What Are All These Surrogacy Acronyms You Keep Mentioning?

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Due to its close-knit ties with the medical community, gestational surrogacy has its own set of acronyms that are used frequently among those working with or pursuing gestational surrogacy. For individuals who are new to the community or simply researching available options with gestational surrogacy, these acronyms can seem foreign and confusing at first. If you are just beginning your own surrogacy journey, consult this quick reference guide for descriptions of many key acronyms you will be sure to hear time and time again!

  • IP, IF, IM. IP, IF, and IM refer to intended parent or parents, intended father, and intended mother, respectively. Because many surrogacy agencies understand that traditional and nontraditional families alike often share the same dream of building a family, these three terms are used to refer to the recipient parent or parents of the baby, but are unable to carry the baby on their own.
  • GS, TS, ED. A gestational surrogate (GS) carries the baby or babies for an intended parent or couple and has no genetic relationship to the child she is carrying. A traditional surrogate (TS), however, uses her own eggs to create the child that she is carrying for the intended parent or couple.  An egg donor (ED), is not a surrogate and does not carry a baby, but instead donates her eggs to be used in creating the baby to be carried by the gestational surrogate (GS).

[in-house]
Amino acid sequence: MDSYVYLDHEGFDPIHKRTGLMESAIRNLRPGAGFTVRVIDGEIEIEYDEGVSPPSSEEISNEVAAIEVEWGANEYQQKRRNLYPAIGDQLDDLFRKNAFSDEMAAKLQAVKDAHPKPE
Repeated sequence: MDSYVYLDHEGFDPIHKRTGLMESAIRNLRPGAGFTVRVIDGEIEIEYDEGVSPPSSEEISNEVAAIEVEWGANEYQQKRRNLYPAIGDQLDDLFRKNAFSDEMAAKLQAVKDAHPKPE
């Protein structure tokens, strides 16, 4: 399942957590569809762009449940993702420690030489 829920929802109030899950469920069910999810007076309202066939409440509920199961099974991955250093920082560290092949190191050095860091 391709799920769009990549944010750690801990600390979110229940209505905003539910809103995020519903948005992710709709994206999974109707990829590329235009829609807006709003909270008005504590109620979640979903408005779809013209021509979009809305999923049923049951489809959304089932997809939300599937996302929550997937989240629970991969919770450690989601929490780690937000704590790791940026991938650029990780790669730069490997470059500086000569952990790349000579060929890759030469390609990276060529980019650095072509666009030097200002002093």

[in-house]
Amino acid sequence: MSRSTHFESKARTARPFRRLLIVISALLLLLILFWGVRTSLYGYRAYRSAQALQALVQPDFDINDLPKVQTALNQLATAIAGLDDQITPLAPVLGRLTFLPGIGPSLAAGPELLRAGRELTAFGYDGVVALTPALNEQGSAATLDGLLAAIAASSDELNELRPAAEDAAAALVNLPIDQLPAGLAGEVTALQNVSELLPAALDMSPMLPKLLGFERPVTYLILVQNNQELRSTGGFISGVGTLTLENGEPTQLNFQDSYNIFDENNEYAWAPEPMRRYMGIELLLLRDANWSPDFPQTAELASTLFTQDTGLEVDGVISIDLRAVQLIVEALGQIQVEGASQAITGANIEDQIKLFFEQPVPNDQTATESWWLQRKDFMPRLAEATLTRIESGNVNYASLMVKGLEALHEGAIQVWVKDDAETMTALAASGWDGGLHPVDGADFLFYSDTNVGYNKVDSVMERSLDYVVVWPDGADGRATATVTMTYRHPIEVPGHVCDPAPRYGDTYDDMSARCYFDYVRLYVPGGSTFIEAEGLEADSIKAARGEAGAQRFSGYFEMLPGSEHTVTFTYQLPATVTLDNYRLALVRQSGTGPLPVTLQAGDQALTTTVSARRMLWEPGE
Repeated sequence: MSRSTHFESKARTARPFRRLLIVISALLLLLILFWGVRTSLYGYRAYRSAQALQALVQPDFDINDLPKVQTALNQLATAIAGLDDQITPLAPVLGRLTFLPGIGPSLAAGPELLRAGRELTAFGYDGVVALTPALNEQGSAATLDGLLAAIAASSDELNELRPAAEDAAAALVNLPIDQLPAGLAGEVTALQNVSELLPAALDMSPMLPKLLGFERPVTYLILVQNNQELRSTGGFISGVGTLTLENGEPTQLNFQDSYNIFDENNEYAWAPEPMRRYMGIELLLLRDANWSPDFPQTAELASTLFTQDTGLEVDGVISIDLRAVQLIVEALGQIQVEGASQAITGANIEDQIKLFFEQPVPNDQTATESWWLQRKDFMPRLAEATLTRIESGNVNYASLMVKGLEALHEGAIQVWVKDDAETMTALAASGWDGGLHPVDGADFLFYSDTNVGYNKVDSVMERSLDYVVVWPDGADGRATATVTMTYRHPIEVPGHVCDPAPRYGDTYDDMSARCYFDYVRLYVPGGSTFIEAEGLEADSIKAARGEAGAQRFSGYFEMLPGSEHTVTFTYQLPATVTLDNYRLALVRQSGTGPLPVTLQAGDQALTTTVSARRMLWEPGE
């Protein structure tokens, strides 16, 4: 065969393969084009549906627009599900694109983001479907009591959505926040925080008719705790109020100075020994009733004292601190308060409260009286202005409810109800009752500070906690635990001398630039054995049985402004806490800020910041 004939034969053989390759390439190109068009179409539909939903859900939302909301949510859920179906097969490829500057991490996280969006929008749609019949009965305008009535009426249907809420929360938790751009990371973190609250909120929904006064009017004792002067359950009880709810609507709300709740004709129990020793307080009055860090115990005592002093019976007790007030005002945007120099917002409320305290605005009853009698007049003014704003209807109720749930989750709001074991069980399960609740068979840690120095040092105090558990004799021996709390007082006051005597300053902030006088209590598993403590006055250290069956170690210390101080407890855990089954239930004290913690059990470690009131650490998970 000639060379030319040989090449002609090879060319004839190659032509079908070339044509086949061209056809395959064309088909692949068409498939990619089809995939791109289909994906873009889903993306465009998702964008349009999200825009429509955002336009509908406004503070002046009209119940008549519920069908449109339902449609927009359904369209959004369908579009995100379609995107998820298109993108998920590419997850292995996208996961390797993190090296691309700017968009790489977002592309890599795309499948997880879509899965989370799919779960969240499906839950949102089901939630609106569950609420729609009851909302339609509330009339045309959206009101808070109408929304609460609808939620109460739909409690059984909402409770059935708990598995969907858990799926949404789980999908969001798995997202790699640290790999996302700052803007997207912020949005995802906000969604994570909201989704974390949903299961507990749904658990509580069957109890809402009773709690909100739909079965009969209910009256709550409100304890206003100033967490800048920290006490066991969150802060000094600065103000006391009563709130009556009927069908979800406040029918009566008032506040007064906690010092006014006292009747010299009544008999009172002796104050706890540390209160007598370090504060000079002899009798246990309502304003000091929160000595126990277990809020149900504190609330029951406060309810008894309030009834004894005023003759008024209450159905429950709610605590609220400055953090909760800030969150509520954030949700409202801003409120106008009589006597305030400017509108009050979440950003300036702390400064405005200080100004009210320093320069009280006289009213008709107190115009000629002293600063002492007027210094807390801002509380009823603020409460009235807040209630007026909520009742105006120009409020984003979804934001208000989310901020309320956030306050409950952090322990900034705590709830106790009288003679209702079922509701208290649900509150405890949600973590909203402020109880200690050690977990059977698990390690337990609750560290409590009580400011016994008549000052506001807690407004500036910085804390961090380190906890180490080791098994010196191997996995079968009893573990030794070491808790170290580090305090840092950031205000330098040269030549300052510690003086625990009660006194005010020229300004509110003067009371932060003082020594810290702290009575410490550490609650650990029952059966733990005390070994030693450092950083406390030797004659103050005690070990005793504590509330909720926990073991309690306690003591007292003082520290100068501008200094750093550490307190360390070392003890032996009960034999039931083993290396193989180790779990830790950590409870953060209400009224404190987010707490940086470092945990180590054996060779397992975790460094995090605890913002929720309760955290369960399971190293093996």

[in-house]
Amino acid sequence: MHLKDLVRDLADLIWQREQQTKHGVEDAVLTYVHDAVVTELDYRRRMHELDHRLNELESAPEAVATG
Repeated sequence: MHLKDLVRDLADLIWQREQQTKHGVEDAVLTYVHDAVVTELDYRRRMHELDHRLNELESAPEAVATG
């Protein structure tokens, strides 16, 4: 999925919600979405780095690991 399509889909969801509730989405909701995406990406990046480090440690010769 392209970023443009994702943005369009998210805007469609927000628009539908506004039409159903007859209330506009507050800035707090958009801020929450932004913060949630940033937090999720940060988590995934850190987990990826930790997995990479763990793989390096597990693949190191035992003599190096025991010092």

• IVF, AI, ART, DE, ET, FET. These acronyms refer to different processes and steps taken in the process of surrogate conception. In vitro fertilization (IVF) is the manual process of fertilization by manually combining an egg and sperm in a laboratory dish, whereas artificial insemination (AI) directly inserts the sperm into a woman’s cervix, fallopian tubes, or uterus.  Assisted reproductive technology (ART) is a blanket term including all types of fertility treatments in which both eggs and sperm are handled. DE (donor egg), embryo transfer (ET), and frozen embryo transfer (FET) are all terms used in the process of successfully achieving a surrogate pregnancy.
  • PBO. PBO is the acronym for pre-birth order. Not to be confused with the surrogacy contract, the pre-birth order officially declares to the world that the intended parents are the child’s legal parents despite the fact that neither one of them has given birth to the child. Pre-birth orders also require the hospital where the child was born to put both intended parents on the child’s birth certificate.

Although the many acronyms associated with surrogacy may seem overwhelming at first, gaining a solid grasp on their definitions and using them frequently will allow them to become part of your daily vocabulary in no time. Surrogate Solutions understands that it is only natural to have many questions and concerns when beginning your surrogacy journey, whether you have already made the decisions or you are simply gathering information to consider. If you are looking for a one-on-one conversation about surrogacy and your personal options, do not hesitate to contact Surrogate Solutions today!

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